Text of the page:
photo Marjorie Rose Butler
His Oh Man Oh Mankind Oh Yeah (2009) for choir and ensemble combines conventional and graphic notation with improvisation. Curran appears concerned with the sound of speech—vocalisation as music—and the nature of human communication. The score commences by instructing the singers to emit “deep low grunts,” then to “press tongue lightly on roof of mouth, exhale in long breaths producing airy whistling sound while moving mouth lips pursed!,” and then to bombilate (make buzzing sounds) ad lib and so on. The choir then splits into subgroups as if in conversation and the text includes monosyllabic words from John Cage’s 1989 Norton Lectures. In an uplifting climax, Curran plays the Hebrew shofar, or ram’s horn, a traditional instrument used in Jewish rites, its earthy, primal voice acting like a call to prayer.
In a separate concert, Curran performed his Fake Book (undated) for piano and midi keyboard, beginning by prodding at an upright piano, autobiographically recalling childhood lessons, before sitting at a grand piano and the midi. Fake Book is a humorous but insightful melange of fragments of his own and others’ music and sampled sounds, collected over decades and performed apparently at random, a virtuosic improvisation built from excerpts rather than phrases. The work unfolds as a series of piano episodes jarringly punctuated by recorded voices and sampled and synthesised sounds, evoking a mental picture of the modern sound world—alternately organised and chaotic. Strikingly musical and compelling, Fake Book is a sharply observed account of contemporary music and the composer’s own evolution within it, and it’s a lesson to composers on the musical legacy of the generation of Curran’s youth.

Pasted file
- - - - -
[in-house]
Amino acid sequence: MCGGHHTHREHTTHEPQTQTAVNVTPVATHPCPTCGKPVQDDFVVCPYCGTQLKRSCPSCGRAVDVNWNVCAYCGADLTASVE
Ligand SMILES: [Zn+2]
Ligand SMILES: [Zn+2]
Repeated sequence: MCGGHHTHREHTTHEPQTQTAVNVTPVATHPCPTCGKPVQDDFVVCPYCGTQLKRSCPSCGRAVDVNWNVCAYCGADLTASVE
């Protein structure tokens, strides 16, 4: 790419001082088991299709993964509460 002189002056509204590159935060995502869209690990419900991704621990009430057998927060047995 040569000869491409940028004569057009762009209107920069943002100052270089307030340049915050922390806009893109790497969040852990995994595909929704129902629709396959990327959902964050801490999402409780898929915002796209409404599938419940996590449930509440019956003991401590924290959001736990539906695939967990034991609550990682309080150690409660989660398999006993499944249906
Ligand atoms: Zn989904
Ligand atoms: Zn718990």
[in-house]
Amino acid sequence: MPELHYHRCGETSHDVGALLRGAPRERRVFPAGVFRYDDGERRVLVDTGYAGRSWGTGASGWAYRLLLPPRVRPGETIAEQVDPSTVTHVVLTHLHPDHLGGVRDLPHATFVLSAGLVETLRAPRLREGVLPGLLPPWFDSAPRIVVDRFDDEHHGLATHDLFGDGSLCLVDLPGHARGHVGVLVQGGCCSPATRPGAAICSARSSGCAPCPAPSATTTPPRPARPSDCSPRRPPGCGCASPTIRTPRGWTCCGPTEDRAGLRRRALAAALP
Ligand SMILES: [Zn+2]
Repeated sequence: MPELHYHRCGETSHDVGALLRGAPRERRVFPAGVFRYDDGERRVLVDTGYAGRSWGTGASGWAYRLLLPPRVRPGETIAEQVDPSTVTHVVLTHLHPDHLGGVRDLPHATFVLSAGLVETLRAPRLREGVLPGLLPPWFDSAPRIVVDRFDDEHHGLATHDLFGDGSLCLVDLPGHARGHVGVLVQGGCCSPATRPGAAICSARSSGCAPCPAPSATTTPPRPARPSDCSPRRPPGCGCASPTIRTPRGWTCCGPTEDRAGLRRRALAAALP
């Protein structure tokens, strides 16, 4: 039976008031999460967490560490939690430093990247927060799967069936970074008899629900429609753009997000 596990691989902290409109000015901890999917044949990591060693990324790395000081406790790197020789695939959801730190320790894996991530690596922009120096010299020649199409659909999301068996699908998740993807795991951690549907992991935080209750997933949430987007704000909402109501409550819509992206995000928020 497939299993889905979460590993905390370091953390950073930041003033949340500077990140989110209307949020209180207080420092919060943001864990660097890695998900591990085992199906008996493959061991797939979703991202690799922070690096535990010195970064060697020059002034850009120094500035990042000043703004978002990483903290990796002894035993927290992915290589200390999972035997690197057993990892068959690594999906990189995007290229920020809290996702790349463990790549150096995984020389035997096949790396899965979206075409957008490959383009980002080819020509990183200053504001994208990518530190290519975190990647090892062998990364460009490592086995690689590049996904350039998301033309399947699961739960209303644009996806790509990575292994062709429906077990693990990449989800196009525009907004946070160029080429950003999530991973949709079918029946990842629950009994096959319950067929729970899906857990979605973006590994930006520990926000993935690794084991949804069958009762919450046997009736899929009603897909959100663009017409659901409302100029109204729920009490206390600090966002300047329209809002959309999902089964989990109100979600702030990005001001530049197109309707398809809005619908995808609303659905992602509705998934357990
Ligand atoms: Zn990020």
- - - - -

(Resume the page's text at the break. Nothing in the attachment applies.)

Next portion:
Preceding his Fake Book performance, a chamber ensemble ably led by pianist Marianna Grynchuk gave us Curran’s Rose of Beans II (1997), which opens with a mechanical toy emitting a childish ditty, following which a powerful piano drone develops, overlayed with gestural motifs and melodic lines from the other instruments. The work seems a programmatic summation of compositional development, investigating musical ideas and languages. The title, which sounds like ‘rows of beans,’ plays with the relationship between the sound of words and their meaning. The ensemble performs well but they must play from his score — the difference when Curran performs Fake Book is startling, for he plays intuitively, effortlessly characterising his musical memory.
In a third concert, Gabriella Smart gave a five-hour performance of selections from Curran’s Inner Cities (1991–present), a monumental and still-growing solo piano cycle, in the grand, neo-gothic Bonython Hall as part of Soundstream’s music and architecture project Great Music in Great Spaces. I attended only a preview of Inner Cities at Smart’s studio but found it to be an extraordinary exploration of compositional form and style, which, in extended performance, should amply demonstrate music’s mystical potential. Listening for five hours would be a mesmerising experience. Curran’s invitation to such inner contemplation recalls John Cage’s keyboard cycle In a Landscape and, in his accompanying stream-of-consciousness program note that identifies significant moments throughout his life, he acknowledges Cage’s ideas. In rendering his own lifetime as composition, Alvin Curran shows how composition is inevitably an extension and exploration of personal experience.
Alvin Curran, Oh Man Oh Mankind Oh Yeah, conductor Jesse Budel, Bonython Hall, University of Adelaide, 23 Aug; Alvin Curran and Soundstream Collective, Madeley Performance Space, University of Adelaide, 23 Aug; Alvin Curran, Inner Cities, piano Gabriella Smart, Bonython Hall, 24 Aug
RealTime issue #117 Oct-Nov 2013 pg. web
© Chris Reid; for permission to reproduce apply to firstname.lastname@example.org